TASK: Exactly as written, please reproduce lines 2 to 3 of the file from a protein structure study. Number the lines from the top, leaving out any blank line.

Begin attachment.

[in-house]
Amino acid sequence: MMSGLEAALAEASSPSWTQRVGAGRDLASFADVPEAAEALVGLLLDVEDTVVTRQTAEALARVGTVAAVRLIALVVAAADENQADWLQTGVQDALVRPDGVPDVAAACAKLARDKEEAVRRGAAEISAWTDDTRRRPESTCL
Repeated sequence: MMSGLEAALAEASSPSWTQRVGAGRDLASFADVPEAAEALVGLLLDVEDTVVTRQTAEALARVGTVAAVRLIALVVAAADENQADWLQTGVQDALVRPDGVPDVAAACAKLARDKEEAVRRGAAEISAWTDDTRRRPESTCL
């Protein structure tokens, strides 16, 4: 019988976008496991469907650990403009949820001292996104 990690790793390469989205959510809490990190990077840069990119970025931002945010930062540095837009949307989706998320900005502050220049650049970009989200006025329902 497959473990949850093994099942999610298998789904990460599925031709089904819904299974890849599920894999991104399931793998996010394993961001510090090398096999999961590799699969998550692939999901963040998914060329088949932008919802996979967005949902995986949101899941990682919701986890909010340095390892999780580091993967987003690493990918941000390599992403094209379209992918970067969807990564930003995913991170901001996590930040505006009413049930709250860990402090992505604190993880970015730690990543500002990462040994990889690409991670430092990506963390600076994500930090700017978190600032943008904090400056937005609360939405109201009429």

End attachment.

Amino acid sequence: MMSGLEAALAEASSPSWTQRVGAGRDLASFADVPEAAEALVGLLLDVEDTVVTRQTAEALARVGTVAAVRLIALVVAAADENQADWLQTGVQDALVRPDGVPDVAAACAKLARDKEEAVRRGAAEISAWTDDTRRRPESTCL
Repeated sequence: MMSGLEAALAEASSPSWTQRVGAGRDLASFADVPEAAEALVGLLLDVEDTVVTRQTAEALARVGTVAAVRLIALVVAAADENQADWLQTGVQDALVRPDGVPDVAAACAKLARDKEEAVRRGAAEISAWTDDTRRRPESTCL